PC sales rose in 2019 for first time in 8 years
by Paul Davenport Paul Davenport on

One of the defining characteristics of the modern workforce is the variety of devices employees use to stay connected. Between the rise of BYOD initiatives and the greater availability of mobile-friendly SaaS apps, many workers today split their time between their smartphones, tablets and laptop PCs – while, in some cases, teams have abandoned the PC altogether.

At least, that’s been the perceived workforce trend over the past decade, as PC sales have seen declines and market shrinkage every year between 2011 and 2018. But as sales figures from 2019 were made public this week, it became clear that PC shipments actually rose for the first time in eight years – and not just by a small order.

IDC recorded a 2.7 percent year-over-year jump in sales from 2018 with a total of 266.7 million units shipped last year. The last year to see an uptick that’s even close to this was in 2011 when shipments rose 1.7 percent, according to IDC.

“This past year was a wild one in the PC world, which resulted in impressive market growth that ultimately ended seven consecutive years of market contraction,” said Ryan Reith, program vice president with IDC’s Worldwide Mobile Device Trackers.

The turnaround for the PC market was also recorded by Gartner, who doesn’t include Chromebooks or iPads in their sales tracking, but whose data showed PC shipments growing 0.6% over 2019 to 261.2 million units.

Gartner credits a big chunk of the growth to a “vibrant business demand” for Windows 10 upgrades, specifically in the United States and Japan. They expect the momentum to continue into 2020 thanks in large part to the end of support for Windows 7 operating systems, which is driving many businesses and consumers to retire their old computers altogether for ones equipped with the latest Windows capabilities.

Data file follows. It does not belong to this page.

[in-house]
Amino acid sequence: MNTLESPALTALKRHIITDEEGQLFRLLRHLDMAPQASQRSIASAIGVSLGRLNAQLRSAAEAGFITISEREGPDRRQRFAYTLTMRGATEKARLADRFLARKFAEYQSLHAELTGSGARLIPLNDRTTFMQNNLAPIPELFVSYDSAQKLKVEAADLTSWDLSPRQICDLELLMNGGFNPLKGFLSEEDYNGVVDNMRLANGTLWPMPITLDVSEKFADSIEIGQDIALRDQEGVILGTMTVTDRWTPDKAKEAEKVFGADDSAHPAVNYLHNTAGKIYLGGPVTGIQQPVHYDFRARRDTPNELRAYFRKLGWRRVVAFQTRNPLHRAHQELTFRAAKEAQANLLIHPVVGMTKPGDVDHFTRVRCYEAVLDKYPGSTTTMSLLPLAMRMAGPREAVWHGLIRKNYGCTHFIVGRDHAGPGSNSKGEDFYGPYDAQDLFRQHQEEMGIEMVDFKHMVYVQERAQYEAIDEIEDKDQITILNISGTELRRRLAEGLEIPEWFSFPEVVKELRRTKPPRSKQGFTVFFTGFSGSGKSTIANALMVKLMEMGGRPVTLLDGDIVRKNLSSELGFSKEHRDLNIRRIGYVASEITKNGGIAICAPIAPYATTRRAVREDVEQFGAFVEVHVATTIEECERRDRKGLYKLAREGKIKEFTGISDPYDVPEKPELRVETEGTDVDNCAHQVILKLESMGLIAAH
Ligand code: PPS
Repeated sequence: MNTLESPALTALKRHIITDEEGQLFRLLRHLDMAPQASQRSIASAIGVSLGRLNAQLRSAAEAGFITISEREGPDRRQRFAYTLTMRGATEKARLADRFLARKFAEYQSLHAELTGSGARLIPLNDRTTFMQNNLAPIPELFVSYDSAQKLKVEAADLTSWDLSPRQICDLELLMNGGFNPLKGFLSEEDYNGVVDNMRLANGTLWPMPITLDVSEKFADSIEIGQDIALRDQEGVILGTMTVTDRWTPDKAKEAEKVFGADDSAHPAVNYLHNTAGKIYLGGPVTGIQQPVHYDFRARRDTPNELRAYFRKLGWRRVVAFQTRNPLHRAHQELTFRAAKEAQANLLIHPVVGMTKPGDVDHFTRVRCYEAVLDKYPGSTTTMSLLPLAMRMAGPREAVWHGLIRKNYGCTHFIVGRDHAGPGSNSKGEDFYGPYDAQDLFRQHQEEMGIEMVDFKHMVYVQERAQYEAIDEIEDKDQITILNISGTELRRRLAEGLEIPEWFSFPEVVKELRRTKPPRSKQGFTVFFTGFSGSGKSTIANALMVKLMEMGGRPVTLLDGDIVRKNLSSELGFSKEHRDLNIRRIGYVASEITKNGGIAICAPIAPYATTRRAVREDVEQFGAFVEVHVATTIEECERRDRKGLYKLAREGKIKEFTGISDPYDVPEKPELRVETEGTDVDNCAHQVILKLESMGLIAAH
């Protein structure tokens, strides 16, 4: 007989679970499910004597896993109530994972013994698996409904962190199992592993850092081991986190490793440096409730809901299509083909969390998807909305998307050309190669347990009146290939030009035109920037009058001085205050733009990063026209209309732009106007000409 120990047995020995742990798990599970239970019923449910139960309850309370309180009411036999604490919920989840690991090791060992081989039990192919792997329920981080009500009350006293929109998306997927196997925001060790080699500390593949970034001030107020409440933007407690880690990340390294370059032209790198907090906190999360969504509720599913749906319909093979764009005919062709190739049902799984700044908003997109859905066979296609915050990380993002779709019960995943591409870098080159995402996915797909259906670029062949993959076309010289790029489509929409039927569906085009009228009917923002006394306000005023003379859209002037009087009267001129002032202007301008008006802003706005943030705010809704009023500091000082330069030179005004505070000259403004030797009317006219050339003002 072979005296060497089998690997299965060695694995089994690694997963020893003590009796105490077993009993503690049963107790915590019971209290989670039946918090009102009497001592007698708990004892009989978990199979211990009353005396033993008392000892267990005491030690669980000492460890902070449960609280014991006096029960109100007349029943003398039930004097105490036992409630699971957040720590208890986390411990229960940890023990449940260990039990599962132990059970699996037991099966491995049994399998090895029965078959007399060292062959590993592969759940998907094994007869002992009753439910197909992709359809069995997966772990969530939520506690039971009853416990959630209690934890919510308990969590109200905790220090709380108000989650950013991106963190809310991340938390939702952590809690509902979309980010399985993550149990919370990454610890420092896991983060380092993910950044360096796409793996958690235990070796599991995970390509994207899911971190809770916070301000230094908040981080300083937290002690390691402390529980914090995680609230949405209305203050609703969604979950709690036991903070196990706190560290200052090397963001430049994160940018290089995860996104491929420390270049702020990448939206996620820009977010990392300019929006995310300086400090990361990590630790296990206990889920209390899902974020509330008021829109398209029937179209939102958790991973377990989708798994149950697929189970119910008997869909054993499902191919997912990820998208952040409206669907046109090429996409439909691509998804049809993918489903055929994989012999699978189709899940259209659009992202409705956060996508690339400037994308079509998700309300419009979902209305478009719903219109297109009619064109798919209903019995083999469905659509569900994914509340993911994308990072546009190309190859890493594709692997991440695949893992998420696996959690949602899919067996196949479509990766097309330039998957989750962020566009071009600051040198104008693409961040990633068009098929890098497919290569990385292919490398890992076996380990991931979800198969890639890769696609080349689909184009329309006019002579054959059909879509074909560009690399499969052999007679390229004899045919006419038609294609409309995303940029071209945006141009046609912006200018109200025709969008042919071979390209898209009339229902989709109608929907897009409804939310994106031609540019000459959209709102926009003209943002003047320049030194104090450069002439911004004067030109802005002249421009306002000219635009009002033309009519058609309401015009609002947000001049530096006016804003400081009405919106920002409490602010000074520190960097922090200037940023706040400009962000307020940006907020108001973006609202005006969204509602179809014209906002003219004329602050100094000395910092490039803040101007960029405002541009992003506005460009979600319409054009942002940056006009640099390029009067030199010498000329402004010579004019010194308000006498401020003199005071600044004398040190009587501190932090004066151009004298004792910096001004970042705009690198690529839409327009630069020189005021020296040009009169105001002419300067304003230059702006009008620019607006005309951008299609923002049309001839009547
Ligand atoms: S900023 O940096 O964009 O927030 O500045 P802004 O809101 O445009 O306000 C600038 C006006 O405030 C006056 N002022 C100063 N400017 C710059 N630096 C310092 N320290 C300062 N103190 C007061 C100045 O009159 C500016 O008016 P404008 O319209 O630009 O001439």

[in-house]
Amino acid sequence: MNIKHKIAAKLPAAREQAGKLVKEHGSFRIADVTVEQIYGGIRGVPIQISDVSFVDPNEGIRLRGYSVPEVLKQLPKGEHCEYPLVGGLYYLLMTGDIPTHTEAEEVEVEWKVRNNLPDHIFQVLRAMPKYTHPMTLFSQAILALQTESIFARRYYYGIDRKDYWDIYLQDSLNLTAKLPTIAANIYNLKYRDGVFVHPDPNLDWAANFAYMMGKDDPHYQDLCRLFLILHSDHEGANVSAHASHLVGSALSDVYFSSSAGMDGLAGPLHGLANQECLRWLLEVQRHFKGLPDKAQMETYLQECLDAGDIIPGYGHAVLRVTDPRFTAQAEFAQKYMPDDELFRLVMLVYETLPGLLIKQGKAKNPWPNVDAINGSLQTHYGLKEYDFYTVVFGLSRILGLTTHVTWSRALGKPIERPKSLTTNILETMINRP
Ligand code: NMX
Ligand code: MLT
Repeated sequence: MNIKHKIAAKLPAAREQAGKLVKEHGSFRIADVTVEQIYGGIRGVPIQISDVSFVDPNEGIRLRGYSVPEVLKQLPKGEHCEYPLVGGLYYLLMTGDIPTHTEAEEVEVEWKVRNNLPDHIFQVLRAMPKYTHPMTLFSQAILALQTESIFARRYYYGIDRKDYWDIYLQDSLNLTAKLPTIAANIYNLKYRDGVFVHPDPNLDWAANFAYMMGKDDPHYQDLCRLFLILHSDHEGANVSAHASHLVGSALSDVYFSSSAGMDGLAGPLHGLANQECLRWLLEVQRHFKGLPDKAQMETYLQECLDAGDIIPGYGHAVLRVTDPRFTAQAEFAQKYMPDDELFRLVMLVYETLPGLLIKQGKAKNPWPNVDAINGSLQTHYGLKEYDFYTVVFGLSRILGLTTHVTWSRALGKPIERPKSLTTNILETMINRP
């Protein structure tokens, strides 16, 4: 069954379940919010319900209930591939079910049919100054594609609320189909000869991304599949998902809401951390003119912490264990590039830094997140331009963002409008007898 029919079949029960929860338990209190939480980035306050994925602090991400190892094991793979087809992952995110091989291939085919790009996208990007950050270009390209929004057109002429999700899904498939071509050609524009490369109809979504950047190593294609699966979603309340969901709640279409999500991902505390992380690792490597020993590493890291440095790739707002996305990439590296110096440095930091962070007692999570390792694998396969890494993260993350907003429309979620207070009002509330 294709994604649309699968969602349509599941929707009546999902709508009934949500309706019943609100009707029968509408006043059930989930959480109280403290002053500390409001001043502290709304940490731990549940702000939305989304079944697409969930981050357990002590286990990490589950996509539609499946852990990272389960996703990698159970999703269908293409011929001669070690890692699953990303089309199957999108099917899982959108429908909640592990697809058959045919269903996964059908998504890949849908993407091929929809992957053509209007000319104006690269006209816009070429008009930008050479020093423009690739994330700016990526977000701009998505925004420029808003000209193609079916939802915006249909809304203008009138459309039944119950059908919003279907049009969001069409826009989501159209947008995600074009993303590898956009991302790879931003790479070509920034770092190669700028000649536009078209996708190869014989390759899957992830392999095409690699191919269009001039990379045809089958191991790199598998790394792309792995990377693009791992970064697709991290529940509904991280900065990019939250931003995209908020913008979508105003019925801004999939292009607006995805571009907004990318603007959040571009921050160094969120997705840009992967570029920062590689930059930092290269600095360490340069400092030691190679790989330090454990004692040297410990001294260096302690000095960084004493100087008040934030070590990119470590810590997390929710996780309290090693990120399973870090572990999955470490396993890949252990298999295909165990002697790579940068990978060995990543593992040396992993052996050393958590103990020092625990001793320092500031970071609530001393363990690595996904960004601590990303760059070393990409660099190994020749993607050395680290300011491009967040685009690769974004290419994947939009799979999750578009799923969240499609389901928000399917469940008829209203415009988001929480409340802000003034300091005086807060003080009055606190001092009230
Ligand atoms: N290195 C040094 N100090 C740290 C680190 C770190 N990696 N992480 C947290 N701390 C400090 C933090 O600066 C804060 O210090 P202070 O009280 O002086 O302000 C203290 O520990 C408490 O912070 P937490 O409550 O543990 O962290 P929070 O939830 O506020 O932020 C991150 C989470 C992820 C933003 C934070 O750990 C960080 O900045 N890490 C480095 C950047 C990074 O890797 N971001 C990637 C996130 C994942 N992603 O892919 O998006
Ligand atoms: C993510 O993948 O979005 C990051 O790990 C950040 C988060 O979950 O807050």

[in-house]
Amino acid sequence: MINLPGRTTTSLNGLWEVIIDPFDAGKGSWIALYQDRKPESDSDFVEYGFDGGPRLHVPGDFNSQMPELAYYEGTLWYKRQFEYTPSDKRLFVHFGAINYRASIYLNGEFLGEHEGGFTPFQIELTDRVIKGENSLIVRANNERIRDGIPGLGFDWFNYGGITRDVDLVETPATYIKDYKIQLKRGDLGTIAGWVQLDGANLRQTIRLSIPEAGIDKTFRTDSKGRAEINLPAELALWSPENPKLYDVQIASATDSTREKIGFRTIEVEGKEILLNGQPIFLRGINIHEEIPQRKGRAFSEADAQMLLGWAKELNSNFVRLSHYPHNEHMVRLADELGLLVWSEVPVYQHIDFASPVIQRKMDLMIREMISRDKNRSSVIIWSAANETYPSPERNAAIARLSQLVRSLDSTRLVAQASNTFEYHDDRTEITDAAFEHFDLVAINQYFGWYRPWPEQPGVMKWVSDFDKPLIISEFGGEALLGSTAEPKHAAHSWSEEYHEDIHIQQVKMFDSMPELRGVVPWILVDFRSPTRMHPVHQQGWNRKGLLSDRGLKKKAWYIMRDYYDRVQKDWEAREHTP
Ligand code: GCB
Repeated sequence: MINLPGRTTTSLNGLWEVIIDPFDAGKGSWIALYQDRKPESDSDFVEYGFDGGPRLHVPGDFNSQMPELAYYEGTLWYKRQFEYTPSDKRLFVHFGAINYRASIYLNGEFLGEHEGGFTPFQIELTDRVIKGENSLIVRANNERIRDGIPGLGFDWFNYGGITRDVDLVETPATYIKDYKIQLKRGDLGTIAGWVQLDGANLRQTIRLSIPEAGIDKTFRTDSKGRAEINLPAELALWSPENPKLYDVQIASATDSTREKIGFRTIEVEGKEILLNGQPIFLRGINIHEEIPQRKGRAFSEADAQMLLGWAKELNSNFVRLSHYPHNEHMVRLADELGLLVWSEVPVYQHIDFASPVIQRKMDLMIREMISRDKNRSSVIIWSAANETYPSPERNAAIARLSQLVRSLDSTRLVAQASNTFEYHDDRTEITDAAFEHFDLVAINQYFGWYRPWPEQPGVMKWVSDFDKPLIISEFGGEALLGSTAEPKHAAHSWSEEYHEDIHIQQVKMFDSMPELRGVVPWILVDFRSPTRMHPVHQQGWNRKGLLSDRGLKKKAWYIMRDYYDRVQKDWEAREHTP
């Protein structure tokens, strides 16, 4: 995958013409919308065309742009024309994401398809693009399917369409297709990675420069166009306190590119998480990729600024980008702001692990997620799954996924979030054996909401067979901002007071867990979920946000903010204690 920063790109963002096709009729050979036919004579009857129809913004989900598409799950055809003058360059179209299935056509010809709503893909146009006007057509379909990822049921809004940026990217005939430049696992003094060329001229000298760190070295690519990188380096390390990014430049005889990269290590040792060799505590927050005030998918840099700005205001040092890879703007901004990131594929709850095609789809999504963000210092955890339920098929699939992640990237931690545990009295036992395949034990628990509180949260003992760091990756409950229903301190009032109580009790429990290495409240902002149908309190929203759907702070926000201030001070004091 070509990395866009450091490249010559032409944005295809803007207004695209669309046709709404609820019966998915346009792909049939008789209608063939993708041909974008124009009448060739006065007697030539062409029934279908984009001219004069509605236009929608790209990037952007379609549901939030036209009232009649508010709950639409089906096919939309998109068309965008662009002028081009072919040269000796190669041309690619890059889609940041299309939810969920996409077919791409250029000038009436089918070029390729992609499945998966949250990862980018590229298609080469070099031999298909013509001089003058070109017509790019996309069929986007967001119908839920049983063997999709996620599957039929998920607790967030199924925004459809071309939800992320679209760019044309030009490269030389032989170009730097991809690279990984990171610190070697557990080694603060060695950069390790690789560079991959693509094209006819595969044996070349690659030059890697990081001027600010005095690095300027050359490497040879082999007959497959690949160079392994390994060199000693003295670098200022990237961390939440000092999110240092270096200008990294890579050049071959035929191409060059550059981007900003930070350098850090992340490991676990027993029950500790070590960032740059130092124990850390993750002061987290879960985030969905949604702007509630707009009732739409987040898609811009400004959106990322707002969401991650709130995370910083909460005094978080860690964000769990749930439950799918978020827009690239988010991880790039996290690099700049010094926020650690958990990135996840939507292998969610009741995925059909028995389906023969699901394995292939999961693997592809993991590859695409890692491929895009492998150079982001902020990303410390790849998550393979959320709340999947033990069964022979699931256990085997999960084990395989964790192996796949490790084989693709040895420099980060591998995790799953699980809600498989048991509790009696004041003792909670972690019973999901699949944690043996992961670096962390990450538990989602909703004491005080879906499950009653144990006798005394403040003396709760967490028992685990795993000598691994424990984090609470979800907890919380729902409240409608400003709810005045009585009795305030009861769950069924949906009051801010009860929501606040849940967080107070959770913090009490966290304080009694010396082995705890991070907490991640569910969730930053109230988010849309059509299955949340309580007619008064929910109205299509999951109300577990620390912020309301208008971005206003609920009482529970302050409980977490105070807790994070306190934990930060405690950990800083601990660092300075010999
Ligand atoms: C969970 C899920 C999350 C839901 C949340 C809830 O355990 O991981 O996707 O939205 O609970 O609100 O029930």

The fourth quarter of 2019, in particular, saw impressive jumps in PC shipments that may be a bit of a crystal ball for what can be expected going into 2020: IDC said global PC shipments rose 4.8% to 71.8 million units, while Gartner said shipments grew 2.3% to 70.6 million units.

In terms of which manufacturers are benefiting most from the sales boost, Lenovo and HP alone account for roughly half of the market, with 24.3 percent and 23.6 percent market share in 2019, respectively, according to IDC. Dell (17.5 percent), Apple (6.6 percent) and Acer Group (6.4 percent) rounded out the rest of the market.

All of this goes to show that while enterprise networks are transforming in response to SaaS, the cloud, and a wealth of new connected devices, maintaining visibility into more traditional workflows is still a priority for IT teams. Not every (or really any) company is going to be completely mobile, for instance, and even as tablet computers and smartphones get more sophisticated, there are still some tasks that users will prefer to use a PC to complete.

Teams need to leverage performance monitoring solutions that deliver continuous app and user monitoring, while integrating with all critical systems in IT’s purview, regardless of device type. When teams can see all user or app traffic in the network, they can more effectively analyze traffic to ensure end users aren’t being hit with chronic issues as networks continue to evolve and new technology comes online.


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Filed Under: Industry Insights

Tags: enterprise IT , enterprise , gartner , IDC , Acer , Lenovo , Dell , Apple , digital transformation , network transformation , PC sales , device , smart devices , devices , laptop , personal computer , PC